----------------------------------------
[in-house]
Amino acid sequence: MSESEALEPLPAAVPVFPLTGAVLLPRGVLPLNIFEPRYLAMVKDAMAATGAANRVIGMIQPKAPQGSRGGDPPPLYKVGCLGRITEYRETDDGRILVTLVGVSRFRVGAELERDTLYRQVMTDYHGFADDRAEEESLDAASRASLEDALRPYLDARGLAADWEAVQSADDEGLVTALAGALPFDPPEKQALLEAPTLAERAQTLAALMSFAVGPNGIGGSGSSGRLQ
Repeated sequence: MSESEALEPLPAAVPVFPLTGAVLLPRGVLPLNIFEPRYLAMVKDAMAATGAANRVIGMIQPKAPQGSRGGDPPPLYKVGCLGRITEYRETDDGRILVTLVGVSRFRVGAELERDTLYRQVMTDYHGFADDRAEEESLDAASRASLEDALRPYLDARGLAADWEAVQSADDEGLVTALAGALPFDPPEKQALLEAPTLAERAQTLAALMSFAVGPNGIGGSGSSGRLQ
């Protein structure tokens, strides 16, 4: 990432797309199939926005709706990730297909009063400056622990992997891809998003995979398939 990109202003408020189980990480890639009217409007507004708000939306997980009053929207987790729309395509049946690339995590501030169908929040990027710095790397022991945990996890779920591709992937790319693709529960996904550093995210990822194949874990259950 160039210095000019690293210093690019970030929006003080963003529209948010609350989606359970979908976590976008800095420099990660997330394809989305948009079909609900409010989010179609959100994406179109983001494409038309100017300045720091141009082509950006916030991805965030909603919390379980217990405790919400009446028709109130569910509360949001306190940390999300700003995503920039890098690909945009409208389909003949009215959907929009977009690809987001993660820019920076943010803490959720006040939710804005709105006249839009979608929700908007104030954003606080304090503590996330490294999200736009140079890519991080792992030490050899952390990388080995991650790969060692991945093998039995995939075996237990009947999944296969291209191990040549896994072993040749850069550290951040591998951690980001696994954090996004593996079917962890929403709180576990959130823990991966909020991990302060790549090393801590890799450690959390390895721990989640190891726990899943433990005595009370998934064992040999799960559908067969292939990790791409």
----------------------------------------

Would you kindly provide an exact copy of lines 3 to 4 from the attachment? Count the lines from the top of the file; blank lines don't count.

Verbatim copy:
Repeated sequence: MSESEALEPLPAAVPVFPLTGAVLLPRGVLPLNIFEPRYLAMVKDAMAATGAANRVIGMIQPKAPQGSRGGDPPPLYKVGCLGRITEYRETDDGRILVTLVGVSRFRVGAELERDTLYRQVMTDYHGFADDRAEEESLDAASRASLEDALRPYLDARGLAADWEAVQSADDEGLVTALAGALPFDPPEKQALLEAPTLAERAQTLAALMSFAVGPNGIGGSGSSGRLQ
């Protein structure tokens, strides 16, 4: 990432797309199939926005709706990730297909009063400056622990992997891809998003995979398939 990109202003408020189980990480890639009217409007507004708000939306997980009053929207987790729309395509049946690339995590501030169908929040990027710095790397022991945990996890779920591709992937790319693709529960996904550093995210990822194949874990259950 160039210095000019690293210093690019970030929006003080963003529209948010609350989606359970979908976590976008800095420099990660997330394809989305948009079909609900409010989010179609959100994406179109983001494409038309100017300045720091141009082509950006916030991805965030909603919390379980217990405790919400009446028709109130569910509360949001306190940390999300700003995503920039890098690909945009409208389909003949009215959907929009977009690809987001993660820019920076943010803490959720006040939710804005709105006249839009979608929700908007104030954003606080304090503590996330490294999200736009140079890519991080792992030490050899952390990388080995991650790969060692991945093998039995995939075996237990009947999944296969291209191990040549896994072993040749850069550290951040591998951690980001696994954090996004593996079917962890929403709180576990959130823990991966909020991990302060790549090393801590890799450690959390390895721990989640190891726990899943433990005595009370998934064992040999799960559908067969292939990790791409």